Design Insights: Are you this badass?

I got new insight into design today during an after-dinner walk with my lady. We’d eaten at a fish house dive, the Webster Fish Hook (good place, by the by), at the foot of the Coolidge Bridge in Northampton, MA. Across the street is the old Norowottock bridge, a cast-iron railroad span over the Connecticut River that once carried a rail line into Hadley, Amherst, Worcester and eventually Boston. It’s part of the regional rails-to-trails program, and we’ve walked it before,

Tonight, in deep dusk but not yet true night, it became clear to my lady that the bridge is slanted. She is frightened by bridges. Terrified of them, really. They cause her to breathe in the frightened way that people do when they know the monster is about to leap out of the hiding place under the stairs in the horror movie, but then oh look it was only a kitty cat and THEN the monster leaps out from under the stairs, sort of way.

Anyway, the bridge is slanted. This much is obvious to my lady. The trails deck we’re standing on is not, of course, but that only makes the slanted frame of the bridge itself much more alarming. “is it damaged? About to fall over? Why isn’t it level, or square?” Further mysteries reveal themselves as we turn around on the far shore and walk back to our car. the frame of the bridge gently twists, leaning downstream on the west side of the river, straightening over the middle, and leaning upstream on the eastern shore.

We know, from walking the Northampton side of the rails-to-trails, that the old railroad bed curved to the south, joining the Northampton line and arriving at the station at the southeast end of Main Street. On the east side of the river, there’s a long, slow curve to Amherst across the alluvial plains of Hadley.

And in a flash, I saw it. So elegant, so beautiful. Trains can’t take right turns. Their tracks have to have long arcs and broad, slow changes in direction. They need to gently angle the loads on their cars into the curves, so as not to unbalance the train. The curves, and the weight distribution, need to be worked out long in advance. Rivers have to be crossed in straight lines, too; curved bridges are inefficient.

Do you see it yet? Possibly you do, probably you don’t. Words are so inefficient for explaining this sort of thing. I tried to take pictures, but by the time I had my Insight it was full dark. The insight was still clear enough to hold onto while I drove home, though, and still cooking when I decided to share it with you.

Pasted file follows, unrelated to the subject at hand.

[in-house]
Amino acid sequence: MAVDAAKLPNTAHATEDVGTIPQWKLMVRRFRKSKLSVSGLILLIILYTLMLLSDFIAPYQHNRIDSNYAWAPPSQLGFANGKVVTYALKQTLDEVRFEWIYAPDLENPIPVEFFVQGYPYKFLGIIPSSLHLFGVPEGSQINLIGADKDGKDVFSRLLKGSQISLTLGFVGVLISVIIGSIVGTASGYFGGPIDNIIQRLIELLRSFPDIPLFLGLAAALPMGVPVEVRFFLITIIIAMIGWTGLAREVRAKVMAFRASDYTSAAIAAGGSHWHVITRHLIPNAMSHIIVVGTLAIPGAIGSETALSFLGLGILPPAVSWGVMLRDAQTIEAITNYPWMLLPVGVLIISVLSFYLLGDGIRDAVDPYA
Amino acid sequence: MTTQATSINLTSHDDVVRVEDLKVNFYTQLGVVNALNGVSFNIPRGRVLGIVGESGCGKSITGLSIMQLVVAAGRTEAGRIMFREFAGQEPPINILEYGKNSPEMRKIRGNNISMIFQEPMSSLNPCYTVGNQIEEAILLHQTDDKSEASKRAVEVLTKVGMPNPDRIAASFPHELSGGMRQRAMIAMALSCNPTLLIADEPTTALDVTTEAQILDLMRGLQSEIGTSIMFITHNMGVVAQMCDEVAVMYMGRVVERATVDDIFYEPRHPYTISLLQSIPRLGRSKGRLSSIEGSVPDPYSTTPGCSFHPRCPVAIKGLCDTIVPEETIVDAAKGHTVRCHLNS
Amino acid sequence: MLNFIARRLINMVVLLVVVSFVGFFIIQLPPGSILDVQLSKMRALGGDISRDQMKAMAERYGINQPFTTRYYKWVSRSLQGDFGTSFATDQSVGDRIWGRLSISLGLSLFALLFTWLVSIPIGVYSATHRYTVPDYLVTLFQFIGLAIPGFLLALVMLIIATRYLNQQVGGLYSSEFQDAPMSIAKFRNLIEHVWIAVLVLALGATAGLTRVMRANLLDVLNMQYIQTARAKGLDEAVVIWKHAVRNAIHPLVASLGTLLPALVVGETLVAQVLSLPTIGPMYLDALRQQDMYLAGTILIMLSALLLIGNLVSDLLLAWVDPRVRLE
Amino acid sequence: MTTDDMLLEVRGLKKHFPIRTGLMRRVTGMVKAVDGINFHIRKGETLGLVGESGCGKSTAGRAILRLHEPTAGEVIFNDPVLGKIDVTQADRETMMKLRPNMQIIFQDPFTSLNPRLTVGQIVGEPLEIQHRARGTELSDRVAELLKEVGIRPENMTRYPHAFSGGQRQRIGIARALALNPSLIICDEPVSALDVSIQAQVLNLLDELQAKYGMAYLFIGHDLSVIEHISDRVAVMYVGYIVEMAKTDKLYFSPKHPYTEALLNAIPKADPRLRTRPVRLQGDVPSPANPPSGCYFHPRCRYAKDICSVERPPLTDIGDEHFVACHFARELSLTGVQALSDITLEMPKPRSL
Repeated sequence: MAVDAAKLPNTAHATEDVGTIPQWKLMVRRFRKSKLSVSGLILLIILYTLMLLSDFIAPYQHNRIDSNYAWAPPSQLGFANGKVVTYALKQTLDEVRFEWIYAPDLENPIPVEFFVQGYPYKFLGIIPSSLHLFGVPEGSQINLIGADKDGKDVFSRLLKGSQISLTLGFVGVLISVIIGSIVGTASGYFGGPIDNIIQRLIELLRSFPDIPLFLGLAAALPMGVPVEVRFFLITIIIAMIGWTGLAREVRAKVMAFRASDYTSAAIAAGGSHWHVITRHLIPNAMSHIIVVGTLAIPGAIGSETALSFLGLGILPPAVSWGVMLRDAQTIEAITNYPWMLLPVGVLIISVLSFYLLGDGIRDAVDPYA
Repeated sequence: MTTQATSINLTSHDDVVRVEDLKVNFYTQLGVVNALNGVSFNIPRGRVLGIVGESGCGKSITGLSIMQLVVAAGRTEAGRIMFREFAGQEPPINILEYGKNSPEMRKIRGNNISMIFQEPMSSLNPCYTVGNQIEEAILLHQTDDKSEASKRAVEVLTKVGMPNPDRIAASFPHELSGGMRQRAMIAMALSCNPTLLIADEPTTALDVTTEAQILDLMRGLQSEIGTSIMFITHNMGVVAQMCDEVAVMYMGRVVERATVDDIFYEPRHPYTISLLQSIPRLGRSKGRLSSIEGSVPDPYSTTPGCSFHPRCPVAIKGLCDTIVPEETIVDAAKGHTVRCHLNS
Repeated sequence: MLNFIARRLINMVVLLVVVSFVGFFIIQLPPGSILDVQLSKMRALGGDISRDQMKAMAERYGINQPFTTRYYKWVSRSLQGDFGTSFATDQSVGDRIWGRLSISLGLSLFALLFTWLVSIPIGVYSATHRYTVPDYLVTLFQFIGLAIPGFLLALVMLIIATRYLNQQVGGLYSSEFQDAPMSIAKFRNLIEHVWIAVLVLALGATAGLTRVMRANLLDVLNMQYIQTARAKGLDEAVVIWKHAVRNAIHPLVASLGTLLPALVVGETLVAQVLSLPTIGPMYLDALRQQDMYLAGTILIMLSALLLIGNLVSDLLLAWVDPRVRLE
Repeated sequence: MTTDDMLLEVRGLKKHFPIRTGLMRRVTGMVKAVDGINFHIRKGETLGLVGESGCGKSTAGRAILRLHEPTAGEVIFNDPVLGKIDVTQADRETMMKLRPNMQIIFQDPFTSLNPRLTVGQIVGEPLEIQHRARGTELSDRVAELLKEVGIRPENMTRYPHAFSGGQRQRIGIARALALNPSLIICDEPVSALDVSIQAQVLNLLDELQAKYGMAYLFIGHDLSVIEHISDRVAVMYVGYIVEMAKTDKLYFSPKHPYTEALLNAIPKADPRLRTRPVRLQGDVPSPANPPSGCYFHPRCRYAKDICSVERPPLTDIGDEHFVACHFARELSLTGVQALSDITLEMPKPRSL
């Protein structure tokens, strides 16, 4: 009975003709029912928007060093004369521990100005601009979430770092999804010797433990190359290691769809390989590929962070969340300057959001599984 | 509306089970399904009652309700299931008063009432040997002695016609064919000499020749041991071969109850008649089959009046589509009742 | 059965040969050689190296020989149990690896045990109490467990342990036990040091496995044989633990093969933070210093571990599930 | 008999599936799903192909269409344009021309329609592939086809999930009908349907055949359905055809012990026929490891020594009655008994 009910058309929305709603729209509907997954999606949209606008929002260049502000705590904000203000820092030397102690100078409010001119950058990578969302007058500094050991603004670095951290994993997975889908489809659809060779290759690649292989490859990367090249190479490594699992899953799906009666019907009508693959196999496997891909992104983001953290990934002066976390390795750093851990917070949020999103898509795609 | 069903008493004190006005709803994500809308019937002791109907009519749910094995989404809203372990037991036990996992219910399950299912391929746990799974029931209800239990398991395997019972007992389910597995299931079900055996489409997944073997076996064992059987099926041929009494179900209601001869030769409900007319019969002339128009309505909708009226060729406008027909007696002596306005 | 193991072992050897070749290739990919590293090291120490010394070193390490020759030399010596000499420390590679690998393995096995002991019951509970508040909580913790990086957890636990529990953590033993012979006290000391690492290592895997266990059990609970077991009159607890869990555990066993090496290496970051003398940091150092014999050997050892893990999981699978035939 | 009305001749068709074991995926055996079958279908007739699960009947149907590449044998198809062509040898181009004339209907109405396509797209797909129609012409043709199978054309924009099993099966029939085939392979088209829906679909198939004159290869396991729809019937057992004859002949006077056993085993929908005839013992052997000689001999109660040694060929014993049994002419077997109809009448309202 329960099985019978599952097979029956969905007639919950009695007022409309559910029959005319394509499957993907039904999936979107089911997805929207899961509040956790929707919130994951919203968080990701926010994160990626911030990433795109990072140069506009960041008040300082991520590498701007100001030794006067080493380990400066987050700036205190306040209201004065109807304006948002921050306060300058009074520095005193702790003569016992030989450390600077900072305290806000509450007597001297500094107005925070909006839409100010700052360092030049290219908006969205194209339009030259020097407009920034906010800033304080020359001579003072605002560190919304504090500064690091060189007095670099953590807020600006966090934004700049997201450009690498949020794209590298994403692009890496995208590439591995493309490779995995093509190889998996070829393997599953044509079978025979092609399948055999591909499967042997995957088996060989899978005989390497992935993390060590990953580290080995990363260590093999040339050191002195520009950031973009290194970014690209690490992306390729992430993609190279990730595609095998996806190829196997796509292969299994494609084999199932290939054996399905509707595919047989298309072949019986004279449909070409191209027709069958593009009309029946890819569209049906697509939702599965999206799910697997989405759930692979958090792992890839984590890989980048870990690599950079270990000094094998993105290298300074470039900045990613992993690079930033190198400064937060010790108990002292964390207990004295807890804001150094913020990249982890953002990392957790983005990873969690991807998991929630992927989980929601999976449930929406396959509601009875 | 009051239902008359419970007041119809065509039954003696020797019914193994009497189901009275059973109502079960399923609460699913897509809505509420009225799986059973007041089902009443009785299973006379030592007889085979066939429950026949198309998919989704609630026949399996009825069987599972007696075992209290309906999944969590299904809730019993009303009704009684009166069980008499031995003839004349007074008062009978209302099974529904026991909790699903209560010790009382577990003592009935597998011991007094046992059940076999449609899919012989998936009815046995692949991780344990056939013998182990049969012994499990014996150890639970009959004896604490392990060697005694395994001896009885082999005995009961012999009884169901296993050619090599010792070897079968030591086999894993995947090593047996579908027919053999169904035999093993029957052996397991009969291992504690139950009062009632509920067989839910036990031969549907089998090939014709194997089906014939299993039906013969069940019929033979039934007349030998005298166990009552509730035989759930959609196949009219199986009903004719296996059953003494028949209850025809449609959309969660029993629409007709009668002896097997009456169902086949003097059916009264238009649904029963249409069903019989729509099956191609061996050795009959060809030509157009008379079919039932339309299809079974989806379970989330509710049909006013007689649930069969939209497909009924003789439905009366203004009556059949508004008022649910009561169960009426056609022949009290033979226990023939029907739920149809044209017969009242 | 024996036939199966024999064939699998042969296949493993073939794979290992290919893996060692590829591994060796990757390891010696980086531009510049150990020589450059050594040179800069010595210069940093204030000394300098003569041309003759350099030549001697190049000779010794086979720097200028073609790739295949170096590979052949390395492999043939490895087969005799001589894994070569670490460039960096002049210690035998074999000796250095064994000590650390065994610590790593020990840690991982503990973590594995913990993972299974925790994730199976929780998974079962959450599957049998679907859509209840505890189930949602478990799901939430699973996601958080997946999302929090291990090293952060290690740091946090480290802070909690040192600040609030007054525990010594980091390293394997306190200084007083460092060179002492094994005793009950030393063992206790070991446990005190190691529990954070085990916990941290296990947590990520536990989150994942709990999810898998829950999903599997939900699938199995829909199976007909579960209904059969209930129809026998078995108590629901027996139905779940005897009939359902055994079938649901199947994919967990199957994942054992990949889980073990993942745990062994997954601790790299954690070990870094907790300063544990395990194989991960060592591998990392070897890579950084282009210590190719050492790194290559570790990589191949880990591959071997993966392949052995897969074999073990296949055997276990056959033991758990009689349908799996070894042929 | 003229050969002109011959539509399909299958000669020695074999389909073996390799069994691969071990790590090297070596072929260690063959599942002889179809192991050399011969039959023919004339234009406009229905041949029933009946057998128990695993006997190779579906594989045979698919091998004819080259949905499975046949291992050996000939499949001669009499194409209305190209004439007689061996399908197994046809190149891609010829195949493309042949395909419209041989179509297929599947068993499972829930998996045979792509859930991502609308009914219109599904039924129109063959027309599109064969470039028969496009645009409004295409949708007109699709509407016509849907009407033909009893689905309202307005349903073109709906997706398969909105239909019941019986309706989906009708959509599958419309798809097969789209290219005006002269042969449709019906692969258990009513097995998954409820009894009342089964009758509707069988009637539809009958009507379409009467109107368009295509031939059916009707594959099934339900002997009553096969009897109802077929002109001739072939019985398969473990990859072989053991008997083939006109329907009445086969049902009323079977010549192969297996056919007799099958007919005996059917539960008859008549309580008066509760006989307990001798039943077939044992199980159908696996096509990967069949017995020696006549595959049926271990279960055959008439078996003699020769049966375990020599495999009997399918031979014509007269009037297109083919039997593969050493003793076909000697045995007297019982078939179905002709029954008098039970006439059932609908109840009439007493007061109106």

The bridge is angled, twisted, even, as a mediation between the curve in one direction on the Northampton side, and the curve in the other direction on the Hadley/Amherst/Boston side. The slight twist in the bridge would have supported the weight of freight cars gradually shifting over from leaning southwards around the curve from Northampton, to leaning northwards on the curve to Amherst. Trains coming in the other direction would have been directed by the tracks and the bridge frame together, to flip it heir weight southwards, in preparation for the curving turn into Northampton.

In other words, over a distance of some ten or twelve miles, the bridge was one part of an elaborately thought-out system for moving cargo from one side of the Connecticut River to the other — shifting its weight, turning around curves, dealing with hills and mountains, and more. Our designers today work on very small scales: microchips and hand-held devices. These 19th century designers figured out how to avoid toppling cargo and passengers into the river sixty feet below them. They used gravity to ease their train’s path and get it around right corners, curves, and planes.

Realizing all of this, I had renewed respect for the designers and engineers of the past. I doubt. I could build anything as elegant as an iPad or a railroad line — but maybe we should use both as examples of the extraordinary complexity which human minds are able to resolve through the application of design principles.

Would that more of us were that badass as designers.

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